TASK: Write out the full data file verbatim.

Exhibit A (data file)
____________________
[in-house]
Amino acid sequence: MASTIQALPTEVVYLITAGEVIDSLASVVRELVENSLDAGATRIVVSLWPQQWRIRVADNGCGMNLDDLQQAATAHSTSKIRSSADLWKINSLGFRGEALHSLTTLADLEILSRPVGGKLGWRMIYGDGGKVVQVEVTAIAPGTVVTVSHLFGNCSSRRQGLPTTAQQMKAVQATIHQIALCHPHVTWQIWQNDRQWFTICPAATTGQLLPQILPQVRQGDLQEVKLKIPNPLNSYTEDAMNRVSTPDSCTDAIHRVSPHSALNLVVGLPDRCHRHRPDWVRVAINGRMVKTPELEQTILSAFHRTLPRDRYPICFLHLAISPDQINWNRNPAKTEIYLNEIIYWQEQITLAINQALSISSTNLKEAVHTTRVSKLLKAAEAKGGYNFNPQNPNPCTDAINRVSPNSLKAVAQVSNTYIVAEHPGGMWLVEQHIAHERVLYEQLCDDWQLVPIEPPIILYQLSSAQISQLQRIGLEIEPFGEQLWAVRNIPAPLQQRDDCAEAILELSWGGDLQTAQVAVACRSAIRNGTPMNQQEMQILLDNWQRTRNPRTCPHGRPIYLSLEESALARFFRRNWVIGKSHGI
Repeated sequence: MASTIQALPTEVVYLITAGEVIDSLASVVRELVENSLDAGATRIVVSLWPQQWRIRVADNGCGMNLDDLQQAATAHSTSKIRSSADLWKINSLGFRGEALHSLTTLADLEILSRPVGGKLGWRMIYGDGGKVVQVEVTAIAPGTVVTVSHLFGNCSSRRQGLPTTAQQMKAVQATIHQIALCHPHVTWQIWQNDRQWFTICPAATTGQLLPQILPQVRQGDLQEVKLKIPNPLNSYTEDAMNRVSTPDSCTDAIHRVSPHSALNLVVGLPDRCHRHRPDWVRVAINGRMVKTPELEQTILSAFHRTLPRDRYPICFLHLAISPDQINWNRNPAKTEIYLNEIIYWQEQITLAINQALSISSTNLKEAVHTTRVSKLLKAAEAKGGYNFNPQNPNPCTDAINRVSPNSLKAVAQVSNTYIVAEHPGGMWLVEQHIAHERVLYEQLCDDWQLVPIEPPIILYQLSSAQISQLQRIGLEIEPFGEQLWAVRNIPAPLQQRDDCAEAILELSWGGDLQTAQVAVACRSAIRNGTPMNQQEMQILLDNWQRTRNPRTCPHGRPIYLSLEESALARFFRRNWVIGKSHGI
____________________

[in-house]
Amino acid sequence: MASTIQALPTEVVYLITAGEVIDSLASVVRELVENSLDAGATRIVVSLWPQQWRIRVADNGCGMNLDDLQQAATAHSTSKIRSSADLWKINSLGFRGEALHSLTTLADLEILSRPVGGKLGWRMIYGDGGKVVQVEVTAIAPGTVVTVSHLFGNCSSRRQGLPTTAQQMKAVQATIHQIALCHPHVTWQIWQNDRQWFTICPAATTGQLLPQILPQVRQGDLQEVKLKIPNPLNSYTEDAMNRVSTPDSCTDAIHRVSPHSALNLVVGLPDRCHRHRPDWVRVAINGRMVKTPELEQTILSAFHRTLPRDRYPICFLHLAISPDQINWNRNPAKTEIYLNEIIYWQEQITLAINQALSISSTNLKEAVHTTRVSKLLKAAEAKGGYNFNPQNPNPCTDAINRVSPNSLKAVAQVSNTYIVAEHPGGMWLVEQHIAHERVLYEQLCDDWQLVPIEPPIILYQLSSAQISQLQRIGLEIEPFGEQLWAVRNIPAPLQQRDDCAEAILELSWGGDLQTAQVAVACRSAIRNGTPMNQQEMQILLDNWQRTRNPRTCPHGRPIYLSLEESALARFFRRNWVIGKSHGI
Repeated sequence: MASTIQALPTEVVYLITAGEVIDSLASVVRELVENSLDAGATRIVVSLWPQQWRIRVADNGCGMNLDDLQQAATAHSTSKIRSSADLWKINSLGFRGEALHSLTTLADLEILSRPVGGKLGWRMIYGDGGKVVQVEVTAIAPGTVVTVSHLFGNCSSRRQGLPTTAQQMKAVQATIHQIALCHPHVTWQIWQNDRQWFTICPAATTGQLLPQILPQVRQGDLQEVKLKIPNPLNSYTEDAMNRVSTPDSCTDAIHRVSPHSALNLVVGLPDRCHRHRPDWVRVAINGRMVKTPELEQTILSAFHRTLPRDRYPICFLHLAISPDQINWNRNPAKTEIYLNEIIYWQEQITLAINQALSISSTNLKEAVHTTRVSKLLKAAEAKGGYNFNPQNPNPCTDAINRVSPNSLKAVAQVSNTYIVAEHPGGMWLVEQHIAHERVLYEQLCDDWQLVPIEPPIILYQLSSAQISQLQRIGLEIEPFGEQLWAVRNIPAPLQQRDDCAEAILELSWGGDLQTAQVAVACRSAIRNGTPMNQQEMQILLDNWQRTRNPRTCPHGRPIYLSLEESALARFFRRNWVIGKSHGI